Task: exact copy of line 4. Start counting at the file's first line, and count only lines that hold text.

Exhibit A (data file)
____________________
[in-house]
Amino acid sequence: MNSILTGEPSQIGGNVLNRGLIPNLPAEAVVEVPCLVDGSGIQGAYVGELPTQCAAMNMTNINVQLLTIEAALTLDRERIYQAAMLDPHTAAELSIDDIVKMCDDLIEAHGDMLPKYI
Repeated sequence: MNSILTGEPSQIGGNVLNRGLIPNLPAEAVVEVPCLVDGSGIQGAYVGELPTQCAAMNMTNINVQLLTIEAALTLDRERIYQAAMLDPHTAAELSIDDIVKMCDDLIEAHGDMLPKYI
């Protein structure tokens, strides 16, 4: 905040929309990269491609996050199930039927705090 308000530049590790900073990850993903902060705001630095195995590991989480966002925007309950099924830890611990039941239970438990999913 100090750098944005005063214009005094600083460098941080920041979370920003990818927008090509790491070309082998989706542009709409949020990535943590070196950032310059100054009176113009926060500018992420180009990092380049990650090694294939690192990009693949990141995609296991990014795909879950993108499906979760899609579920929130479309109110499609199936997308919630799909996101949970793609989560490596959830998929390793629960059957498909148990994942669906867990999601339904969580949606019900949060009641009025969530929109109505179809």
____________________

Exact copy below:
């Protein structure tokens, strides 16, 4: 905040929309990269491609996050199930039927705090 308000530049590790900073990850993903902060705001630095195995590991989480966002925007309950099924830890611990039941239970438990999913 100090750098944005005063214009005094600083460098941080920041979370920003990818927008090509790491070309082998989706542009709409949020990535943590070196950032310059100054009176113009926060500018992420180009990092380049990650090694294939690192990009693949990141995609296991990014795909879950993108499906979760899609579920929130479309109110499609199936997308919630799909996101949970793609989560490596959830998929390793629960059957498909148990994942669906867990999601339904969580949606019900949060009641009025969530929109109505179809």